Utah Jazz management has some tough decisions to make on Free agents

Published: Saturday, April 30 2011 9:00 p.m. MDT

Downside: Since playing all 82 games as a rookie in 2001-02 — and only missing six games in the next two seasons — Kirilenko has been sidelined 133 times (out of 574 games: 23.2 percent) due to various ailments. It's hard to ignore all of those injuries.

Prognosis: O'Connor has repeatedly stated the Jazz want Kirilenko back, and vice-versa. The forward has also said he wants to be in the right scenario, meaning money isn't his top priority. It's likely the Jazz won't be the only suitors this offseason. How high other teams bring his price tag up might end or extend his decade-long stay in Utah.

C.J. Miles

Position: Swingman

Upside: Miles' overall game has come a long way since being drafted out of Dallas' Skyline High in 2005. His productivity on both ends surged at times this past season as his role and confidence increased. He even averaged a career-best 3.3 rebounds.

Miles is the only Jazz player who might be taken off of the free-agency table. The Jazz own a team option on him for 2011-12, and they could even work out a long-term extension.

"I felt like I played well enough this year as far as getting picked up," Miles said. "It's not my decision."

If it were up to him, he'd like to stay in Utah.

"This is where I want to be," he added.

But do the Jazz want him back?

O'Connor answered with his trademark "no comment" when asked, but you have to wonder if the Jazz GM gave something away when he specifically mentioned Miles with Al Jefferson, Devin Harris, Paul Millsap and the three rookies as part of the future makeup of the squad during his locker cleanout interview. Or was that merely a slip of the tongue?

Downside: Consistency issues — both from a shooting standpoint, to doing well away from the ball and his defensive effort — have plagued Miles his entire career. His shooting has steadily declined every year since 2007-08, with his field-goal percentage falling from 47.9 percent to 40.7 percent and his 3-point accuracy going from 39.0 percent to 32.2 percent.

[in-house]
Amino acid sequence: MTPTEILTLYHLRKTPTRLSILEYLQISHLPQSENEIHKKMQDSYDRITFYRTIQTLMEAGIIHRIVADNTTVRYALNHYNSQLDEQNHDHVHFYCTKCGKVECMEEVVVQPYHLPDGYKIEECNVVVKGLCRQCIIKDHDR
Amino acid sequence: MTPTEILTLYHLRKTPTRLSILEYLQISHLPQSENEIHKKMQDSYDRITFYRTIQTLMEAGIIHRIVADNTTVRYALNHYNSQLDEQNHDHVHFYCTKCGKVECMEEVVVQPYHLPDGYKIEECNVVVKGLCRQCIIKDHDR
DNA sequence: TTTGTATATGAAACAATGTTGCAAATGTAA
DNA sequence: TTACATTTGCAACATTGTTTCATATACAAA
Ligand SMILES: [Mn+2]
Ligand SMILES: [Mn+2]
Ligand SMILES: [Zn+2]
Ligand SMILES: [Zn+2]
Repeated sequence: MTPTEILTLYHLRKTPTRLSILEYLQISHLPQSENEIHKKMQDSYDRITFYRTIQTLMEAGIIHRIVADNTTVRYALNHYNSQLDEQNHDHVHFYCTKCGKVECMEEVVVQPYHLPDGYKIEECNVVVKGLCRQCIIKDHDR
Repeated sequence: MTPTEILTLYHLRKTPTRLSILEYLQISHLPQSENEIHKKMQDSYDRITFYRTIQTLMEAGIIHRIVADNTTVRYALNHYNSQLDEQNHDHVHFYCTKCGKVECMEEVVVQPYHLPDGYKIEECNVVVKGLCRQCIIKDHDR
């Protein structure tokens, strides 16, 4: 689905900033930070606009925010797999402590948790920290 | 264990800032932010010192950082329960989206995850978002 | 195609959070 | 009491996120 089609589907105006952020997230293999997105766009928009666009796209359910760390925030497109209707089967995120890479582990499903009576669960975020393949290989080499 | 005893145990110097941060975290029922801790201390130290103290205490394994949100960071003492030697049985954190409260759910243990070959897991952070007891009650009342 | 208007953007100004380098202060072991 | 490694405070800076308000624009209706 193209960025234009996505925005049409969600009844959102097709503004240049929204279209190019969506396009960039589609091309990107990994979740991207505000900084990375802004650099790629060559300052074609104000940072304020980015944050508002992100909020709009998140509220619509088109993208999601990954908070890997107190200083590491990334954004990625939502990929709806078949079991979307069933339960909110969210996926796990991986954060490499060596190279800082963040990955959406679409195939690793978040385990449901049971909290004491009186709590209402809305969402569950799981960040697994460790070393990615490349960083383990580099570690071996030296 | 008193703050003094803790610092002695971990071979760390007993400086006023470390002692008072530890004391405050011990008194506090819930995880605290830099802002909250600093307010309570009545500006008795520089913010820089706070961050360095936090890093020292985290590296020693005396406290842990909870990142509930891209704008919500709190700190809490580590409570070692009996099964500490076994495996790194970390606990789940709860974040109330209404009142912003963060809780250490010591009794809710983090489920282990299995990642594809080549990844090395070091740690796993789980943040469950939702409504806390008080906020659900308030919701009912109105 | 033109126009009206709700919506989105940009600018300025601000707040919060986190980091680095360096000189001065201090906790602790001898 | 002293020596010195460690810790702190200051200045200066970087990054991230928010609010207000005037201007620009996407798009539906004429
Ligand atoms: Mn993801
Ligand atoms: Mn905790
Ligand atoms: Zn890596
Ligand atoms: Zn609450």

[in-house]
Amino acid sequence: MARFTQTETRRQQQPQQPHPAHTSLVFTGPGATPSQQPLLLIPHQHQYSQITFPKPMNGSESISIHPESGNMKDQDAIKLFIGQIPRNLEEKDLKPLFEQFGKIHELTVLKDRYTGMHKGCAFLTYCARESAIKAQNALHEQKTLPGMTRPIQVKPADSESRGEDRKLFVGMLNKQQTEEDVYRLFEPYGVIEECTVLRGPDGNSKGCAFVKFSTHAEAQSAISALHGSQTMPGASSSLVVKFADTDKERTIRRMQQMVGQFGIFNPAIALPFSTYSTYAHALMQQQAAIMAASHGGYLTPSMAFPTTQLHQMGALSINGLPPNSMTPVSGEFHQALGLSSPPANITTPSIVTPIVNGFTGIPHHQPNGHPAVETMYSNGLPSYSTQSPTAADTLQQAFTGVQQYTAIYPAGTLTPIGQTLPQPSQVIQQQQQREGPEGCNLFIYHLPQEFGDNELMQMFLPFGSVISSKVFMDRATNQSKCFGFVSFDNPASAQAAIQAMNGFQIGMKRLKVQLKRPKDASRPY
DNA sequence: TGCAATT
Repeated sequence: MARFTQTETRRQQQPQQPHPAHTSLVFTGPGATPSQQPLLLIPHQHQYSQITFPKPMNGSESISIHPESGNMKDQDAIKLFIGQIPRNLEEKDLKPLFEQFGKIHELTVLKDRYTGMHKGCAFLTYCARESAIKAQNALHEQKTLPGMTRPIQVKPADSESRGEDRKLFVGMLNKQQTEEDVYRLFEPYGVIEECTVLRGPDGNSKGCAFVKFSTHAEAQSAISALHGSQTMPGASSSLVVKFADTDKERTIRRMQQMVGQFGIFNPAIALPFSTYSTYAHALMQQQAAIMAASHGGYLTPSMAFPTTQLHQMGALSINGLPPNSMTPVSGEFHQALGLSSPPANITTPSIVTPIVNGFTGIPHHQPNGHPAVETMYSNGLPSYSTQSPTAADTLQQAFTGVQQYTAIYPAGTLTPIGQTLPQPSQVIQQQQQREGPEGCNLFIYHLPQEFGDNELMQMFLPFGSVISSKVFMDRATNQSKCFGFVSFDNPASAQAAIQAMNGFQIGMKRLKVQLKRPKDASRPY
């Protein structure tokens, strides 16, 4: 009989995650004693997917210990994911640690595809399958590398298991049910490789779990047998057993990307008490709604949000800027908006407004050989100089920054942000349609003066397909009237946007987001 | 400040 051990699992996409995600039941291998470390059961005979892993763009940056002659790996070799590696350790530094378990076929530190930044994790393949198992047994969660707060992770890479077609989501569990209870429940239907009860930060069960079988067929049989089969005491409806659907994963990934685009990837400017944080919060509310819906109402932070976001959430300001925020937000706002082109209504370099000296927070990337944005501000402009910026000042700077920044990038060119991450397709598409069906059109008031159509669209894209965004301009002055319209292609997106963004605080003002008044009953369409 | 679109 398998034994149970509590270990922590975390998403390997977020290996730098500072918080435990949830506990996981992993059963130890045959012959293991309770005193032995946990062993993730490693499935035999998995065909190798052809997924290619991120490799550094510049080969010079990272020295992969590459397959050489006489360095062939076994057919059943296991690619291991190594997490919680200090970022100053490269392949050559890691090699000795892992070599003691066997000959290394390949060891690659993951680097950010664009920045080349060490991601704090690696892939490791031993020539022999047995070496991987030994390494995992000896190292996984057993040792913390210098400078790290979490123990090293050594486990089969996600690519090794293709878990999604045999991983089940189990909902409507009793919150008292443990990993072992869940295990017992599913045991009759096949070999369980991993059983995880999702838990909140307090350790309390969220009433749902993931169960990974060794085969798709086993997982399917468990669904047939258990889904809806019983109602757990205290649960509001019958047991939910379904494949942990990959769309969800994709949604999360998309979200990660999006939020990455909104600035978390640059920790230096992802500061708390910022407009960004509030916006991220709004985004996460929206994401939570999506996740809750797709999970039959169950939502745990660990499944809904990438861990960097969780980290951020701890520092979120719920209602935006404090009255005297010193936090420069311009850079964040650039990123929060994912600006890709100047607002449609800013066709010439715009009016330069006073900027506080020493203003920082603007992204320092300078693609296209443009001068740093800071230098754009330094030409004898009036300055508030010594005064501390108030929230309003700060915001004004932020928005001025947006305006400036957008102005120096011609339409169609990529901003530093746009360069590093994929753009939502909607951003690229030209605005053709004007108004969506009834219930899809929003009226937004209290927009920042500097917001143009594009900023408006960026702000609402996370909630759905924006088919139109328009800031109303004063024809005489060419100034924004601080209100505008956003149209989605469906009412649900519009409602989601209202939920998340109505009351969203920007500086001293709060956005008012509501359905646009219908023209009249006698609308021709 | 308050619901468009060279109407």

Prognosis: It's likely Miles' relatively inexpensive $3.7 million price tag will entice Jazz to take their option on him, especially considering he's only 24. His inconsistency might prevent them from working out an extension.

Kyrylo Fesenko

Position: Center

Upside: With a 7-foot-1, 300-pound frame, the Ukrainian can be a huge presence when he gets playing time. He isn't afraid to mix it up with opponents, and his defensive contributions can be immense.

The 24-year-old Fesenko called the last four seasons in Utah "a crazy ride." And he doesn't want to find a new ride, either, as he made clear by declaring, "I'm a Jazzman."

O'Connor said the Jazz definitely won't rule bringing him back out.

"I think his progress was slower than we wanted it to be, but I think there was progress," O'Connor said. "Again, you can't teach height."

Downside: While it is true you can't teach somebody to be taller, the question is: Can they actually teach this Ukrainian height to take basketball more seriously? Despite Mehmet Okur's absence and a clear need for a backup big man, Fes' playing time was near nonexistent at times.

Prognosis: The Jazz do have four years invested in Fes, and he could become a beast when/if he learns to focus on hoops and not goofing off. O'Connor said Fesenko "showed flashes" late in the season, including against the Lakers, so it wouldn't be a big shock if they do take another big gamble on him — or somebody else likely will.

Earl Watson

Position: Point guard

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